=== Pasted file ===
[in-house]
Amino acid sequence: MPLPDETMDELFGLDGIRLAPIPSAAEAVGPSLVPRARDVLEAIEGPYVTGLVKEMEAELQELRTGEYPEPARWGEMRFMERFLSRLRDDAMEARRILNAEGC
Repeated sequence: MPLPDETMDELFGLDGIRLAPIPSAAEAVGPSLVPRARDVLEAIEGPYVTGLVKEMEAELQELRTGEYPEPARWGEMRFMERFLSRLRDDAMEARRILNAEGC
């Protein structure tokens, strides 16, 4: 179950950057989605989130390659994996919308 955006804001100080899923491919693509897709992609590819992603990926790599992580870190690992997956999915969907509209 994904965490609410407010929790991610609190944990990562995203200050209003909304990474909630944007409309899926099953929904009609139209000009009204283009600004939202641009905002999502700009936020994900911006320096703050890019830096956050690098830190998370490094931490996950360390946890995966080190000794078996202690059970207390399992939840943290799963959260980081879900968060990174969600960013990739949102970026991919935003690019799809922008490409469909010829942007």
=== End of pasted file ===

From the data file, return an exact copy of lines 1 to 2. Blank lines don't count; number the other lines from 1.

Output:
[in-house]
Amino acid sequence: MPLPDETMDELFGLDGIRLAPIPSAAEAVGPSLVPRARDVLEAIEGPYVTGLVKEMEAELQELRTGEYPEPARWGEMRFMERFLSRLRDDAMEARRILNAEGC